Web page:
The true cost of virtual server solutions

Posted on March 26, 2009

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By the Taneja Group

-- VMware recently contacted the Taneja Group to conduct an assessment of how VMware ESXi 3.5 and Microsoft Hyper-V compare when it comes to consolidating multiple servers – what we refer to in our Technology Validation Report as "VM density." The  Taneja Group executed a set of tests to evaluate hypervisor performance under different types of workloads.

Why is this important? Because it has a considerable impact on virtual infrastructure acquisition costs. A higher VM density translates into a lower number of physical servers required to support the virtual infrastructure. A higher VM density also leads to reduced guest OS licensing costs, which tend to be dependent on the number of hypervisor instances in an installation. Finally, a higher VM density can also reduce the cost of management servers and licensing, which with some solutions can be complex and expensive. Together, these costs outweigh any individual component or hypervisor costs, and paint a picture of total cost of acquisition.

Our hands-on validation revealed that VMware ESXi 3.5 can achieve a significantly higher VM density than Hyper-V, allowing users to consolidate more servers on a VMware platform. While VMware's advantage may not be surprising, the magnitude of the difference is striking: VMware ESXi 3.5 demonstrated at least a 50% (1.5 to 1) density advantage over Hyper-V across a variety of application workloads, and in some cases achieved a 100% (2 to 1) advantage. Thus, for a given application workload, if users can consolidate eight servers on Hyper-V, they will be able to consolidate 12 to 16 servers on VMware ESXi.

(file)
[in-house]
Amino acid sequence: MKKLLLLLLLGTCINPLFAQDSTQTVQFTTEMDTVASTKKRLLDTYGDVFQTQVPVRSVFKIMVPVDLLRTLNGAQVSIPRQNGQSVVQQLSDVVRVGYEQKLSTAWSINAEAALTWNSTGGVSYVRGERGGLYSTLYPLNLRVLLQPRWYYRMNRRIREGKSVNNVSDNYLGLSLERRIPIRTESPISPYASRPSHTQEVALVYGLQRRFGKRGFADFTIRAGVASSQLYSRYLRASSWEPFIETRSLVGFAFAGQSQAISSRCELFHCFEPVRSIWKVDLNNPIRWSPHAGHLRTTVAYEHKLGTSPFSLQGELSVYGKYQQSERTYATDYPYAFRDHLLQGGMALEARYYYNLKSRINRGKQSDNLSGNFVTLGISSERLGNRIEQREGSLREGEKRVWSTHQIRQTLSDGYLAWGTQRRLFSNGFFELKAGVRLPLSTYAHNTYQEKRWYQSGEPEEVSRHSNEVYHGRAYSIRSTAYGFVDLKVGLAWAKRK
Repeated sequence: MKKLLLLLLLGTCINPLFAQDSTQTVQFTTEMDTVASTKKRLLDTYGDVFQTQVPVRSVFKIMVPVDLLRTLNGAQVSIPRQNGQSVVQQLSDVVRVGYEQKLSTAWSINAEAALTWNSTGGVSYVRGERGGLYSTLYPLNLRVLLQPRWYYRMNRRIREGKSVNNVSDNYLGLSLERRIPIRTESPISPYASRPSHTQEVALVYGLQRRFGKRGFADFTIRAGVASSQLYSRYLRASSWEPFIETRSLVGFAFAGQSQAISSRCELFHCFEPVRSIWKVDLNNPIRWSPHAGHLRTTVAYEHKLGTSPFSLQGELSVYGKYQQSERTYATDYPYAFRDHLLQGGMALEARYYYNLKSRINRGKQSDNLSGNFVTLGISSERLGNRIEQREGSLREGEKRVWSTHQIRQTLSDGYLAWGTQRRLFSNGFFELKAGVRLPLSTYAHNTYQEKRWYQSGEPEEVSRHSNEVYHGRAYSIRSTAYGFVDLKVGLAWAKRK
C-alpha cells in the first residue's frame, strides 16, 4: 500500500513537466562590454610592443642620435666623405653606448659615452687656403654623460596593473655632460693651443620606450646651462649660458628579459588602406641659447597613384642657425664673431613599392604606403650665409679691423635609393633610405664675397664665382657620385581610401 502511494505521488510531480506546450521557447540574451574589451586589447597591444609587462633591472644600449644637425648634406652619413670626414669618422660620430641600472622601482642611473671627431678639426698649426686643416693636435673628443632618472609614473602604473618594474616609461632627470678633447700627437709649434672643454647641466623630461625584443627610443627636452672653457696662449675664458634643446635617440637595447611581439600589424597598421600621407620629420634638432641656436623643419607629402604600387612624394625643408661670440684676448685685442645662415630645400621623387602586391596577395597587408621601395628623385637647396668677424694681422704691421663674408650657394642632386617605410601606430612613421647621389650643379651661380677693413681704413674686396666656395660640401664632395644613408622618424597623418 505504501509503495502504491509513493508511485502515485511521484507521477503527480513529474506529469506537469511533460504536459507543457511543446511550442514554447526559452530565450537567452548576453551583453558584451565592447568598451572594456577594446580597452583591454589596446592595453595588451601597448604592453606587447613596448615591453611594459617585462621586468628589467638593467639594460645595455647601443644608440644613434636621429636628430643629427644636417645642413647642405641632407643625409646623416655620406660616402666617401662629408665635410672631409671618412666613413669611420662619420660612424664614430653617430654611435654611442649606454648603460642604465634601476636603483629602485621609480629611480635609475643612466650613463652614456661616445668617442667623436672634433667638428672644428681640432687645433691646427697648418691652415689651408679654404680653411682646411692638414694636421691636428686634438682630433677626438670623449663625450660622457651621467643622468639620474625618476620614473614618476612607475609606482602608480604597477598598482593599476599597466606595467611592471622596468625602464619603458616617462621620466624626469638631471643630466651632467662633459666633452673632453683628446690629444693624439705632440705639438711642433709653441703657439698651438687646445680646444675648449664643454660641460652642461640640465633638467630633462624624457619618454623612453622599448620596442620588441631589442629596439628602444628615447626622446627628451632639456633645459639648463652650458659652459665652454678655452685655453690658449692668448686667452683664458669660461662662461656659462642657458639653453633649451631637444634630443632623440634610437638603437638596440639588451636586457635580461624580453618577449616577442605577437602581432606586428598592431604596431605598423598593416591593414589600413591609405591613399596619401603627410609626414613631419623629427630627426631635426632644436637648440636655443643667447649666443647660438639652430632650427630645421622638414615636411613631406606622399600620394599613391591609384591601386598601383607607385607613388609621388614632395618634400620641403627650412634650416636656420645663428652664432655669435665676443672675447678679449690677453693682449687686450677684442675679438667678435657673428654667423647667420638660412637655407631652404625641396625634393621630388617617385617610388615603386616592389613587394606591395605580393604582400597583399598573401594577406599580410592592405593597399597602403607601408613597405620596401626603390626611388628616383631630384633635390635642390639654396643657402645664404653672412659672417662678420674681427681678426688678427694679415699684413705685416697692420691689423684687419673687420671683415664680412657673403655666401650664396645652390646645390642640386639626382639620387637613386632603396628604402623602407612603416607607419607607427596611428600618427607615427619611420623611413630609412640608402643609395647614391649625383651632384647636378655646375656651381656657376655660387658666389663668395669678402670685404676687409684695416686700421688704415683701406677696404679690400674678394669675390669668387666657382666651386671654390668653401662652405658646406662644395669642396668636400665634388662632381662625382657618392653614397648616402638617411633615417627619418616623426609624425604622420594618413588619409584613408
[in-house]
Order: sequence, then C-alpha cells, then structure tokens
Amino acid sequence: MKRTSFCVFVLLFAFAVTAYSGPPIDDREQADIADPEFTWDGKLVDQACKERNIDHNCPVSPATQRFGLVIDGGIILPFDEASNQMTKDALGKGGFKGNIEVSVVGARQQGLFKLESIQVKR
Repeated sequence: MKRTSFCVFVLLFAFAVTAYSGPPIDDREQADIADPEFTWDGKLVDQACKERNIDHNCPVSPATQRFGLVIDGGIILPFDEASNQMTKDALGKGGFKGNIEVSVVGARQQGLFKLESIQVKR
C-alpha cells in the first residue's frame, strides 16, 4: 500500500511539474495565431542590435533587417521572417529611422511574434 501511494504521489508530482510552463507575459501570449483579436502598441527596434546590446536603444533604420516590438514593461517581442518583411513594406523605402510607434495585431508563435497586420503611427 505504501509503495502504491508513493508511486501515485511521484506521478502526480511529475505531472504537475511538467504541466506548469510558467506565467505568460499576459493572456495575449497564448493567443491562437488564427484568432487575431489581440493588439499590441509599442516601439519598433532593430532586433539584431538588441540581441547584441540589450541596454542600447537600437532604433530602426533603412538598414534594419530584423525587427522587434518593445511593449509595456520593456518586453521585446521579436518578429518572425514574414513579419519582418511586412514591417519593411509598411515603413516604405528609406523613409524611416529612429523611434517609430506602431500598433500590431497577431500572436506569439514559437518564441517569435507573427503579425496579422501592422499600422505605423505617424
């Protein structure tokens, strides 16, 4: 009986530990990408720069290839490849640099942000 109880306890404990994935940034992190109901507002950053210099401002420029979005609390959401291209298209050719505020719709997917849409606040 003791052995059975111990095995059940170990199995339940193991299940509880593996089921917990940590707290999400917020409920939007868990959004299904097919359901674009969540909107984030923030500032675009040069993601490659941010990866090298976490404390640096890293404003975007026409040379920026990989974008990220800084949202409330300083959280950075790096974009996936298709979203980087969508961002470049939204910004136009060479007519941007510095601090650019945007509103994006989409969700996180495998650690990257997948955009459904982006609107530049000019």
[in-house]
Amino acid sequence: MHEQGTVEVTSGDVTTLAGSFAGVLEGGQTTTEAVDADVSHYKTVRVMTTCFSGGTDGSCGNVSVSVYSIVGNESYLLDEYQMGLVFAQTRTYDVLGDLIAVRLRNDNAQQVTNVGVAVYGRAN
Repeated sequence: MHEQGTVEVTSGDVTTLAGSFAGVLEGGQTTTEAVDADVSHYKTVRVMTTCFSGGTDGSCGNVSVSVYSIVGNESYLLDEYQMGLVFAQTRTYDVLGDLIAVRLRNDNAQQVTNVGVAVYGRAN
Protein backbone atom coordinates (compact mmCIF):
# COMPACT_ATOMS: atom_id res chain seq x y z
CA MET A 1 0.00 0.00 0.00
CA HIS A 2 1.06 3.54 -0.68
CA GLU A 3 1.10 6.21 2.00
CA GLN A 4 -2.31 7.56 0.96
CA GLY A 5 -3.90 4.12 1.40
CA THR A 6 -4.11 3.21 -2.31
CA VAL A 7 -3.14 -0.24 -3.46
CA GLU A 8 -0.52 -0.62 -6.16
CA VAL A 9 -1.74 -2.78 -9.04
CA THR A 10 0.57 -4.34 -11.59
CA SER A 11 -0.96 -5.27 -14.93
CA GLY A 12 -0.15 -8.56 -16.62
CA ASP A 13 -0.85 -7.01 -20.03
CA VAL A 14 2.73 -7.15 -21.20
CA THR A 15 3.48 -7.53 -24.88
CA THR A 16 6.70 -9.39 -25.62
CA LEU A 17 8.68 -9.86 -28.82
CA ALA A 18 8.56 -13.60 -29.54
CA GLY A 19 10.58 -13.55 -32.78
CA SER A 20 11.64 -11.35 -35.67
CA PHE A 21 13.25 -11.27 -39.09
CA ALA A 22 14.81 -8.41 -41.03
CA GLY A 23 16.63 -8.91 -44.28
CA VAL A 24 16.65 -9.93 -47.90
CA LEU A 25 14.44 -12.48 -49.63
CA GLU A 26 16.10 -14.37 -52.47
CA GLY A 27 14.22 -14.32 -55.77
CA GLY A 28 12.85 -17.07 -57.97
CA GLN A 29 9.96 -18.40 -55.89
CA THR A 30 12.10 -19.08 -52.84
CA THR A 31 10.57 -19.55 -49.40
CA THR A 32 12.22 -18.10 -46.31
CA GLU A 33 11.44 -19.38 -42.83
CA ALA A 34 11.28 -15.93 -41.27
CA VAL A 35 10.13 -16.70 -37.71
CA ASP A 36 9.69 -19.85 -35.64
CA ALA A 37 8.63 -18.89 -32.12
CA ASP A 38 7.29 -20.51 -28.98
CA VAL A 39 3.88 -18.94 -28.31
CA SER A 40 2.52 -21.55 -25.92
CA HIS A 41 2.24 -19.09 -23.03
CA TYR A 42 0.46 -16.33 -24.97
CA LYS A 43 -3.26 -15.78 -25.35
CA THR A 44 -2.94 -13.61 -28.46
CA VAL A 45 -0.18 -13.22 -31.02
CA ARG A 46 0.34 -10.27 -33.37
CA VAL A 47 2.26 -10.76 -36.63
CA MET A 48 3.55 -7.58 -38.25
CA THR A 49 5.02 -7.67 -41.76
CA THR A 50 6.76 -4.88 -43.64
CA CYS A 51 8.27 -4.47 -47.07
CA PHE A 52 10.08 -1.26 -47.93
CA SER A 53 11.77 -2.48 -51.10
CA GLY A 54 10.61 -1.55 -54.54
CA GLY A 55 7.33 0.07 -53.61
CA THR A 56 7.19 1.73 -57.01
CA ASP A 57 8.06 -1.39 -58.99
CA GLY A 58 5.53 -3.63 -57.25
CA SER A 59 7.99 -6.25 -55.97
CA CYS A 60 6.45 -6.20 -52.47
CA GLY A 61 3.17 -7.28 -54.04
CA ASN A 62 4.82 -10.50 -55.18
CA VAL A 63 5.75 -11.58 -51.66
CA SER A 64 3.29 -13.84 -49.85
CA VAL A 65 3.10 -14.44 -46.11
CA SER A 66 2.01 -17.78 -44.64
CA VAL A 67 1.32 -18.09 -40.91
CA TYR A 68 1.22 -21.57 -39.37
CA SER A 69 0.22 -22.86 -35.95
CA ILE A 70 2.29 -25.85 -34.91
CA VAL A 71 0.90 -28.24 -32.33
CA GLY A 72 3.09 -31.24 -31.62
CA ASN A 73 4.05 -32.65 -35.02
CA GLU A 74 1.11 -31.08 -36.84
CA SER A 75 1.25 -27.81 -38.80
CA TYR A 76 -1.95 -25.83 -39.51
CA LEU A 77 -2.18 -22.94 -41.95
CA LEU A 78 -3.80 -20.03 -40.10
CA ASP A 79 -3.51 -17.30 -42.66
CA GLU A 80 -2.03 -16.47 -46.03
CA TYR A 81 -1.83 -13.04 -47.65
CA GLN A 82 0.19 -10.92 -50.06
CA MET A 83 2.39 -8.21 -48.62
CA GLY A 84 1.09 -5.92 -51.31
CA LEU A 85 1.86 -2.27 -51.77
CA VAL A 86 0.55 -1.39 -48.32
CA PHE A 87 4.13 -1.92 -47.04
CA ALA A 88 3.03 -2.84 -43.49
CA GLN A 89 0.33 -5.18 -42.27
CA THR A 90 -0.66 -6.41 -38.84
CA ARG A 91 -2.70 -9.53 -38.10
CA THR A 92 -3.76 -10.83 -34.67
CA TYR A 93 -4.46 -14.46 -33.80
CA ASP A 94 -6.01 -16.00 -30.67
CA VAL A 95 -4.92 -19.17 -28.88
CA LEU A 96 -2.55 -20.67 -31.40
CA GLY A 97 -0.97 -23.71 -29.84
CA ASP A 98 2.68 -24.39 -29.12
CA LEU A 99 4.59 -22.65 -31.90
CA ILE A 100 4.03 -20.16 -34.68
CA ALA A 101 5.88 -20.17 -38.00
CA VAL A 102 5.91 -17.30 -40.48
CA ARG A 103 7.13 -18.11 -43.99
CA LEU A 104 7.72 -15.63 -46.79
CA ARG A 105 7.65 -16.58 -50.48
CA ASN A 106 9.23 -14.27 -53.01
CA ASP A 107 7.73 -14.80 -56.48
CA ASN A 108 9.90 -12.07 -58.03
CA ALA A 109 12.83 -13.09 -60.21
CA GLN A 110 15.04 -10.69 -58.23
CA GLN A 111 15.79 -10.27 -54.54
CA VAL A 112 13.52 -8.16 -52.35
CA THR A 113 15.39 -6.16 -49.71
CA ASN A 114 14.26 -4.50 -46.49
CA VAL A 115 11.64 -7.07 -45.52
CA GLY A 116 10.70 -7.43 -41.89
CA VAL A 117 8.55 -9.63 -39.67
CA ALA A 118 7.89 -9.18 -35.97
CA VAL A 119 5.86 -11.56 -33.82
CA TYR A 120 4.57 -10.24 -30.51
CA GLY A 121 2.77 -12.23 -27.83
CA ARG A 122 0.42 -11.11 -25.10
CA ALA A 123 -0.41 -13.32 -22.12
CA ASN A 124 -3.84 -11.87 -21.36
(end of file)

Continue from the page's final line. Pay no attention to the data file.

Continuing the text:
The rush of hypervisors into the marketplace, and the predominance of free hypervisors, does not mean that hypervisors are becoming commoditized. There are distinct differences between hypervisors, and VMware's time in the market has led to a level of maturity that pays off in performance and efficiency with hardware.

Based on our testing of VM density, and contrary to competitive claims and some prevailing end-user perceptions, the total solution cost of a VMware Infrastructure 3 environment is not significantly higher than that of a Microsoft virtualization environment, which consists of Hyper-V and Microsoft System Center. Given the VM density advantages of ESXi 3.5 demonstrated in this study, we found the cost per application to be 5% to 29% less expensive in a VMware Infrastructure 3 environment than in a Microsoft environment consisting of Hyper-V plus System Center.

In an economic environment that is mandating that users "do more with less," the efficiency of hypervisors is an often-overlooked aspect of virtual infrastructure acquisition that has a significant impact on total price. Organizations undertaking a server virtualization initiative can review our VM density findings in our report. Then use our findings, or your own evaluation, along with the associated cost-per-application assessment approach we review in the report, to identify the true cost of virtualization solutions you are considering. Viewing virtualization solutions through this lens will help you figure out how to do more with less.

The full report is available on the VMware and Taneja Group websites.

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